In a move signaling wide bipartisan support, Maryland Governor Martin O’Malley, a Democrat, has spoken out in favor of a Republican bill to lower agricultural taxes. In part due to the tough national and state economy as well as increasing farm production costs, many family farms in Maryland face growing economic burdens. In particular, the trend in the state has been towards increasing decline of agricultural land and the gradual decline of family owned farms.
The measure in question seeks to preserve and protect Maryland farms by lowering their estate taxes. Currently, Maryland farmers with agricultural properties worth more than $1 million face 16% estate taxes. The bill seeks to exempt the first $5 million of agricultural property from estate taxes entirely, and lowering the tax to 5% of property over $5 million.
This measure, supporters argue, would keep family farms solvent and would help guarantee that family farms stay in business. The Maryland Department of Agriculture reaffirmed the importance of agriculture in the Maryland economy. Governor O’Malley also threw his support behind Maryland farmers and their significance in the state economy.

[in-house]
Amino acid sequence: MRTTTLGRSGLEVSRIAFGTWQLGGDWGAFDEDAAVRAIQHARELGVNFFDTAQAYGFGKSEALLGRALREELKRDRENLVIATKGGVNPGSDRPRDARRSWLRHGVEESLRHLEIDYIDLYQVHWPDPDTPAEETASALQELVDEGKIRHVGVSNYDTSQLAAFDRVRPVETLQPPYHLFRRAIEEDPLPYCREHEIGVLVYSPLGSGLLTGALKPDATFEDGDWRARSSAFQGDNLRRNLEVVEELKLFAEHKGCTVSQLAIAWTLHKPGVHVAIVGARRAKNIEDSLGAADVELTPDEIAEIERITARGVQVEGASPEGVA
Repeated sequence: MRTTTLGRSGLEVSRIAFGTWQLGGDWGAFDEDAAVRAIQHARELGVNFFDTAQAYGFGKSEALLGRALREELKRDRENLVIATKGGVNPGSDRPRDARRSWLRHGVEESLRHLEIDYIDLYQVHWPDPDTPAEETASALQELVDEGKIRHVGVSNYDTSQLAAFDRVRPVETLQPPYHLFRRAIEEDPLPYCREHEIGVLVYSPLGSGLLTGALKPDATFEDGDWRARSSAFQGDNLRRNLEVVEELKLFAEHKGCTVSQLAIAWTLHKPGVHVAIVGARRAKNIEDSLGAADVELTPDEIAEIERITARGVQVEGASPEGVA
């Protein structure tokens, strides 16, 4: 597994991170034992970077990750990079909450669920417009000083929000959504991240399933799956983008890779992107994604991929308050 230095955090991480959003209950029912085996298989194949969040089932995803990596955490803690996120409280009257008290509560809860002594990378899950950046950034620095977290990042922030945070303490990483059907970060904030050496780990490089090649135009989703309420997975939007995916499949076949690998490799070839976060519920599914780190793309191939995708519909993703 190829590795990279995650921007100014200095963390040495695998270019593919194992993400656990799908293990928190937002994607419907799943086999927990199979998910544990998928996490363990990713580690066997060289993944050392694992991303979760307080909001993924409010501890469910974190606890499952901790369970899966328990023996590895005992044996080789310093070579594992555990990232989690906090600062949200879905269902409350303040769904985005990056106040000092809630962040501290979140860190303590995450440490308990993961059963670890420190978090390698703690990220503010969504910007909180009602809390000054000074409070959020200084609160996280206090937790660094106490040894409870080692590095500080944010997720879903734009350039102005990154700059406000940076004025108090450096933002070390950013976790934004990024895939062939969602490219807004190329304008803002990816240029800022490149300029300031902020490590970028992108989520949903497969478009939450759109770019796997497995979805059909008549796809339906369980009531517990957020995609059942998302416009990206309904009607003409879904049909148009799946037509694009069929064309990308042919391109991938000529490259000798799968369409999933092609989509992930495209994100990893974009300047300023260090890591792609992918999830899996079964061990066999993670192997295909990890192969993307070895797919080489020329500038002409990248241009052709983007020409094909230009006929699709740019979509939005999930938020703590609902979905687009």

The fiscal impact to Maryland, however, could be significant. Some estimate that reducing estate taxes could cost the state between $2 and $3 million each year, with losses to increase 5% each fiscal year. These costs, however, seem relatively insignificant when stacked against the larger goal of preserving Maryland agriculture from urban encroachment.
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Written by: Justin Ellison / Farm Plus Staff Writer